The word up can be used as a preposition or as an adverb particle. For example, it is an adverb particle in the expressions stand up and blow up. Note that an adverb particle doesn’t have an object. A preposition is always followed by a noun or a noun equivalent which serves as its object.
- John is already up. (= John is out of bed.)
As a preposition up is used to talk about position in or movement to a higher or more important place or degree etc.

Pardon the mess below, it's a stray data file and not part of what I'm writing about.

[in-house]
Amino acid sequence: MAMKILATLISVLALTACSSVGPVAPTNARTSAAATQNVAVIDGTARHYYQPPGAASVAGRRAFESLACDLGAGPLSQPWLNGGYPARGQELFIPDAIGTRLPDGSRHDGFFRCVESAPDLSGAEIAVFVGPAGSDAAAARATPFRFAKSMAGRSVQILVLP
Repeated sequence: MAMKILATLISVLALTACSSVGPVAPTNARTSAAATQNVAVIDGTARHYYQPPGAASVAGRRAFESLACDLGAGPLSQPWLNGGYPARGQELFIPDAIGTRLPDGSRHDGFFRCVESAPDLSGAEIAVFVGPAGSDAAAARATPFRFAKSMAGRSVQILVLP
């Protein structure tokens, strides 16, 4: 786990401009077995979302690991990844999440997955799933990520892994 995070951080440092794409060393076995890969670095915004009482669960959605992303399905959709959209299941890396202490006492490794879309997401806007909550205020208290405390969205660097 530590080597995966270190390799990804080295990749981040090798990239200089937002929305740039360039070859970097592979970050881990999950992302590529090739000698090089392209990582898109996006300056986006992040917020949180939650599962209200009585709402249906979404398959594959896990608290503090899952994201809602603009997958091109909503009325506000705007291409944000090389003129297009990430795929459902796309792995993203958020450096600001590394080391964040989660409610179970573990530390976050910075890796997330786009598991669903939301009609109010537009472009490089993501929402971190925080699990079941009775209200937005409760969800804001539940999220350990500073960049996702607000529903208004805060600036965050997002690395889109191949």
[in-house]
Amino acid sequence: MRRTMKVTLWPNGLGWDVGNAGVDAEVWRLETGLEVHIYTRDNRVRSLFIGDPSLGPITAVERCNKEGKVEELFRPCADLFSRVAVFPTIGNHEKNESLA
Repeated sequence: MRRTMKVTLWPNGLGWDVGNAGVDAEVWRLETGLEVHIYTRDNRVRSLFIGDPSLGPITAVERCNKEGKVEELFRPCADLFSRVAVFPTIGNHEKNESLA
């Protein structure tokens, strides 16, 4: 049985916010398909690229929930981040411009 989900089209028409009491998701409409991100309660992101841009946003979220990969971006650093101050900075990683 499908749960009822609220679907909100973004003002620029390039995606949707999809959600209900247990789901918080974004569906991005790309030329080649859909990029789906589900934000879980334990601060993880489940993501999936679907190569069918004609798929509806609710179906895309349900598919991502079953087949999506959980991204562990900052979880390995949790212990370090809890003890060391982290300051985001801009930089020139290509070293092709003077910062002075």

- Pull your socks up.
- He is going up to London. (= He is going from the country to London.)
When you are up to something, you are occupied or busy with it.
- What’s he up to?
- He’s up to no good. (= He is doing something wrong.)
Up to can also mean equal to.
Not up to much = not very good
- I don’t feel up to doing much. (= I don’t feel well enough to do much.)
What’s up? is the slang for What’s the matter?
The game’s up, it’s all up. (= We are beaten, we have lost.)
Ups and downs = changes of fortune.
- I have had my share of ups and downs, but life has generally been good to me.